Dashboards are like snowflakes: I don’t think I’ve ever seen two enterprises with identical dashboard designs. Which isn’t a bad thing. Dashboards should be tailored to your organization’s identity and the way your employees work. We have a client in the auto industry whose dashboards look like the, well, dashboard of a car – full of speedometers and gauges. We have other clients who like to deploy their BI dashboards in SharePoint because that’s where they house all of their corporate information. But the business intelligence dashboards our clients create have a few things in common that I consider best practices:
1) They incorporate data from more than 1 source.
I’m betting that not all of your data sits in the same location. You’ll only get a holistic view of your organization’s performance if you’re integrating data from various sources. Whether it’s ERP + sales data, or marketing data + finance data, or Essbase data + SQL Server data, your dashboards need to support fast, easy integration of your various data sources.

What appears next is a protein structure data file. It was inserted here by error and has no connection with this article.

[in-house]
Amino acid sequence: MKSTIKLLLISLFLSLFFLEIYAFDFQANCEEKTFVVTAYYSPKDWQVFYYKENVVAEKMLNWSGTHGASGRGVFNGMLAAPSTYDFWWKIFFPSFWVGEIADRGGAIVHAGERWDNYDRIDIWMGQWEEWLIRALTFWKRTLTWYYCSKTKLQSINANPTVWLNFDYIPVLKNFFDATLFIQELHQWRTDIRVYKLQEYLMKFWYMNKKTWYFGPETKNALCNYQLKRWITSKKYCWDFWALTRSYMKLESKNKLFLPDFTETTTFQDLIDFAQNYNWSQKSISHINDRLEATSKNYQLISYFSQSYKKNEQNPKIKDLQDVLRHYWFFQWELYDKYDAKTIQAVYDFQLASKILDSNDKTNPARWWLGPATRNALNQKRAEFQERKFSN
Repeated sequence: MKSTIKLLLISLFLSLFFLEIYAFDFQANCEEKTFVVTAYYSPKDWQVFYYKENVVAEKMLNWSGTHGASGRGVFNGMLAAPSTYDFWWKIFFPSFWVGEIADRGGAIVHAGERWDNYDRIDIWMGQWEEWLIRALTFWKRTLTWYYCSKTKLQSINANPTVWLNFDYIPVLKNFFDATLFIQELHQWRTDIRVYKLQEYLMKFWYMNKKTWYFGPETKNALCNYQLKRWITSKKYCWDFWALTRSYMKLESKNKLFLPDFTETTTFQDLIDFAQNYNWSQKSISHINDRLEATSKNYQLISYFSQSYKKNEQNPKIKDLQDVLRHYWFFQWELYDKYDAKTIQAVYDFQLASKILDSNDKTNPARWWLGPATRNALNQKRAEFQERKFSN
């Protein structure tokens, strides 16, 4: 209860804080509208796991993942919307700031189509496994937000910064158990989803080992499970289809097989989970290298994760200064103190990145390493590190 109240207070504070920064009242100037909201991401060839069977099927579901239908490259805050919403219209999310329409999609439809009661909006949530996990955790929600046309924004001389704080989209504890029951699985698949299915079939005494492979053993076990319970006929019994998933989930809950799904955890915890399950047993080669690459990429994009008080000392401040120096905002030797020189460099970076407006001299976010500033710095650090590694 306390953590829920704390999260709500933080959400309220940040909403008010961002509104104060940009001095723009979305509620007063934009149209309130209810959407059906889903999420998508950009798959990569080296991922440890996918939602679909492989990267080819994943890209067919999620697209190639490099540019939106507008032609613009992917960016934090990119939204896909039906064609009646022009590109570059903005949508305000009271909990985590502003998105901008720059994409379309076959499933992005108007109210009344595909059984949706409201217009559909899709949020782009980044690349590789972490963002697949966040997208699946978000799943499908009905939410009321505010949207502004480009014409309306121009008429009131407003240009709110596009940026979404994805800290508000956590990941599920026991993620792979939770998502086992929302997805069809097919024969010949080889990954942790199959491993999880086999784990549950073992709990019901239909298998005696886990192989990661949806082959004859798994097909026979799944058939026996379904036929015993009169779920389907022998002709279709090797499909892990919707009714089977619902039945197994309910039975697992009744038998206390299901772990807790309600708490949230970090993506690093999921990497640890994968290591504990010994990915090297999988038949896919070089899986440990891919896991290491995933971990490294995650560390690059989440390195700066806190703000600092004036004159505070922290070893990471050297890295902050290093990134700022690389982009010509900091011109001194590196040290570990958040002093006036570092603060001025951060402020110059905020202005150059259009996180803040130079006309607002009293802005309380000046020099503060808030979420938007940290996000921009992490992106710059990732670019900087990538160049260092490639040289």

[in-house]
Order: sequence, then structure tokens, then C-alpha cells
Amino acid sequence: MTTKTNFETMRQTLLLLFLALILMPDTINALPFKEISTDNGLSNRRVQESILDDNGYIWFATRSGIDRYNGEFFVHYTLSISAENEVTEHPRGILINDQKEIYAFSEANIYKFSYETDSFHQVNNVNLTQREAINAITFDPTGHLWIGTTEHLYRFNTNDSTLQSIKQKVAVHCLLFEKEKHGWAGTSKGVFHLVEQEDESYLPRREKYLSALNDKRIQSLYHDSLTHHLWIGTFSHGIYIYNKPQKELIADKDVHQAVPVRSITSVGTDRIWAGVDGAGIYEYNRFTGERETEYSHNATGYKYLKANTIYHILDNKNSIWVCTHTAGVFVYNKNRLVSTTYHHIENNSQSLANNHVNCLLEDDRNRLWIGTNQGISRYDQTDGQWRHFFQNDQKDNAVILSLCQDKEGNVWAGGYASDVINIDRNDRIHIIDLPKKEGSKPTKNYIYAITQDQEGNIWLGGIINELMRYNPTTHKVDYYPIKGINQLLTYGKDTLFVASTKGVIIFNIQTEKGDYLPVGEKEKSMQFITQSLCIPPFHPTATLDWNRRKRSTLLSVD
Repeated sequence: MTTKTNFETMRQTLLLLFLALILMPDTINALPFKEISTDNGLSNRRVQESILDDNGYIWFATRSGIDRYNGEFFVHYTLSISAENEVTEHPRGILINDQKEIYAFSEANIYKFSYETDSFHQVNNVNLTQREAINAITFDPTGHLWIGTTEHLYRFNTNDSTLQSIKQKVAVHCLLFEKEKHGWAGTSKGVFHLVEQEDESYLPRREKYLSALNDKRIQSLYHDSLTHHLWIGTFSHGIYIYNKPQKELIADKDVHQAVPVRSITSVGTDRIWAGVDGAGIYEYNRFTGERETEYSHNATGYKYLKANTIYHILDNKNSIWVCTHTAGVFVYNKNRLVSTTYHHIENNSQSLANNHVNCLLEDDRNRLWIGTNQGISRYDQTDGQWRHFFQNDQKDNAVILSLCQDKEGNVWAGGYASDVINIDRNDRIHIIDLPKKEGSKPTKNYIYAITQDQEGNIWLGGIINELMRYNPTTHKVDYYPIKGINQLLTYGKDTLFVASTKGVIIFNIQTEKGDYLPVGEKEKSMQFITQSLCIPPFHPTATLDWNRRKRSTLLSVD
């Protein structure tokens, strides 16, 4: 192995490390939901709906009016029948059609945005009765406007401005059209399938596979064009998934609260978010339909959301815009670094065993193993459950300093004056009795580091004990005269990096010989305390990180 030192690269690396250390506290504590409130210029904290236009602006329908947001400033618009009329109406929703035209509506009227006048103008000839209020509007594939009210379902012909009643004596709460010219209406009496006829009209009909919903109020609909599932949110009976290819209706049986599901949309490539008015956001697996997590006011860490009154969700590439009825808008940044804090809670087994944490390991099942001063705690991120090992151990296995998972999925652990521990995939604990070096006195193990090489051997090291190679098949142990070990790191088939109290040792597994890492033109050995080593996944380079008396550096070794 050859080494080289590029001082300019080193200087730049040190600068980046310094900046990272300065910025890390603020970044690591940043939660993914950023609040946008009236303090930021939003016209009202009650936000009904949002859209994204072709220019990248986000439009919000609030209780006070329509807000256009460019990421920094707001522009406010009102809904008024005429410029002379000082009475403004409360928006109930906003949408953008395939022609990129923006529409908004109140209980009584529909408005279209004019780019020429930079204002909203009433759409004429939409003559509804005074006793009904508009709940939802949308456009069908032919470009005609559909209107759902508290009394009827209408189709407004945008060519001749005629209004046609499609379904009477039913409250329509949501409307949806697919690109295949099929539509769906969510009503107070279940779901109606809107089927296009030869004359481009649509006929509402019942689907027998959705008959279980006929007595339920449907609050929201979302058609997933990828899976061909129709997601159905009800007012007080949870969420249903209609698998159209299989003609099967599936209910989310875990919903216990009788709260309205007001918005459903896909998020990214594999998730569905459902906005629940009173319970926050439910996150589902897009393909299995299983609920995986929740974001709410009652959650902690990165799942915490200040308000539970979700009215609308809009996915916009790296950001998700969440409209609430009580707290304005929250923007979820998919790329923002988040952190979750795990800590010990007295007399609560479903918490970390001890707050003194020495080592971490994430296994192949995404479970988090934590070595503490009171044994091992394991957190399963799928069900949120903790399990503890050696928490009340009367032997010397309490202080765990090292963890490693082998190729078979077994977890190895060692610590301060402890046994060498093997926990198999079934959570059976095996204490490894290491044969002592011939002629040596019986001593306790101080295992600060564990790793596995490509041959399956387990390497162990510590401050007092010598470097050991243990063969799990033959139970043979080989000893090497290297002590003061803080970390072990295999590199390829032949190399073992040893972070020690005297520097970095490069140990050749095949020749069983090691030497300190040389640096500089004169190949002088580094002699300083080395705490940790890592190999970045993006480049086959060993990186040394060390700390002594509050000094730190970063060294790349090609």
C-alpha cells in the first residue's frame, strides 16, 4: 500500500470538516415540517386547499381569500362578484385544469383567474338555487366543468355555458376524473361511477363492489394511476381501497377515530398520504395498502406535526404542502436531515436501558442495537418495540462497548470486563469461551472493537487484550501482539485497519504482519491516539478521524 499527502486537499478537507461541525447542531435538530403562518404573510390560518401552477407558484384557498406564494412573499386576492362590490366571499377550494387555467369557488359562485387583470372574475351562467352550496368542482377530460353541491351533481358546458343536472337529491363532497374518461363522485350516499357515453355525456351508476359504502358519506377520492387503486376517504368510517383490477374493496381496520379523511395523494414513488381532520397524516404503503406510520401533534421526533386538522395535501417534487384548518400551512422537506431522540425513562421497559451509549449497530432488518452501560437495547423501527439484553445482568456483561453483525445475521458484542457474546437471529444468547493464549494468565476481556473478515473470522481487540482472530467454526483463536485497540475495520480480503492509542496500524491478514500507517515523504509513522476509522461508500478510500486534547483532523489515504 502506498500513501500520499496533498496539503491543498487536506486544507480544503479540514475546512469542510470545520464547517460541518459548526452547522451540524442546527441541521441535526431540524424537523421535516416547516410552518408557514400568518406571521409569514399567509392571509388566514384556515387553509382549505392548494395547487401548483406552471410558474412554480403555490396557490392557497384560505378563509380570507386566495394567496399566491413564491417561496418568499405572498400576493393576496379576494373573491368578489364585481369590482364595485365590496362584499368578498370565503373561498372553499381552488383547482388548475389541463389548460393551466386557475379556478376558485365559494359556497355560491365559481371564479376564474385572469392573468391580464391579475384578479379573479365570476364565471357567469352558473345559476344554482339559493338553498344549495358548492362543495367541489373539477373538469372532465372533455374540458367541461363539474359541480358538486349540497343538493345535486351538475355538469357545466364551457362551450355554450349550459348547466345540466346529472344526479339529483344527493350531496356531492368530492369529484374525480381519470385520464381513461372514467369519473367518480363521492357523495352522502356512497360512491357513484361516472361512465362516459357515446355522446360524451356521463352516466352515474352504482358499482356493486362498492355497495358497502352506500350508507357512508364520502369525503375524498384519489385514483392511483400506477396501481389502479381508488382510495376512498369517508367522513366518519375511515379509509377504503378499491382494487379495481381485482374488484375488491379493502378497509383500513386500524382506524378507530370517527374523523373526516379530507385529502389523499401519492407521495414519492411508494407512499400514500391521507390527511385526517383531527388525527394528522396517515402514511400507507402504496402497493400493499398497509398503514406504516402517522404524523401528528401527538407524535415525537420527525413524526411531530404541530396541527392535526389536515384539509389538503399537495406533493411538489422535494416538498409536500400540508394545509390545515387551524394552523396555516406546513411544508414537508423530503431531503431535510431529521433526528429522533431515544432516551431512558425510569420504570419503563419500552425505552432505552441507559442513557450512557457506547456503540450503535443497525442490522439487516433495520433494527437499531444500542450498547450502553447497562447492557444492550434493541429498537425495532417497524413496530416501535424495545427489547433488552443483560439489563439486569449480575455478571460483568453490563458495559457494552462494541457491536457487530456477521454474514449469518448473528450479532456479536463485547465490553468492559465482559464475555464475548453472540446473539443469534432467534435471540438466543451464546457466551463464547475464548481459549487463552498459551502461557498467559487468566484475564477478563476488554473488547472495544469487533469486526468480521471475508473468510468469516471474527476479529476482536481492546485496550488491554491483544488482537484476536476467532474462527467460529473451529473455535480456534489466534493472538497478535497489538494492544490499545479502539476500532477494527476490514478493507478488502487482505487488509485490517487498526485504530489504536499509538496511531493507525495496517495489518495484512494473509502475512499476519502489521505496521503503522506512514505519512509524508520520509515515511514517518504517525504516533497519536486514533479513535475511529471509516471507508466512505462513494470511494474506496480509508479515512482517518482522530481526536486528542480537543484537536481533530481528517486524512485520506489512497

Best practice BI dashboards pull data from internal and external sources (when necessary) to create entirely new views of performance. We have clients integrating data from Standard & Poor’s with their accounts receivable information to match up delinquent clients with their S&P credit rating. We have insurance companies putting claims data on top of Google Maps. And we work with several enterprises that are integrating product revenues from their financial system with Salesforce.com customer data. These are examples of mashups – web applications that make existing data more useful – and they’re extremely helpful on performance dashboards, even if only for quarter-long tactical analysis.
Dashboards are for busy people who can’t dig deep every day to spot issues. Your dashboard might benefit from incorporating stoplight indicators that tell users if data is entering into dangerous territory without having to drill down. In arcplan, thresholds can be set separately for each KPI – meaning you set when the light shows up green, yellow, and red, giving users a quick visual cue that focuses them on the areas that need attention.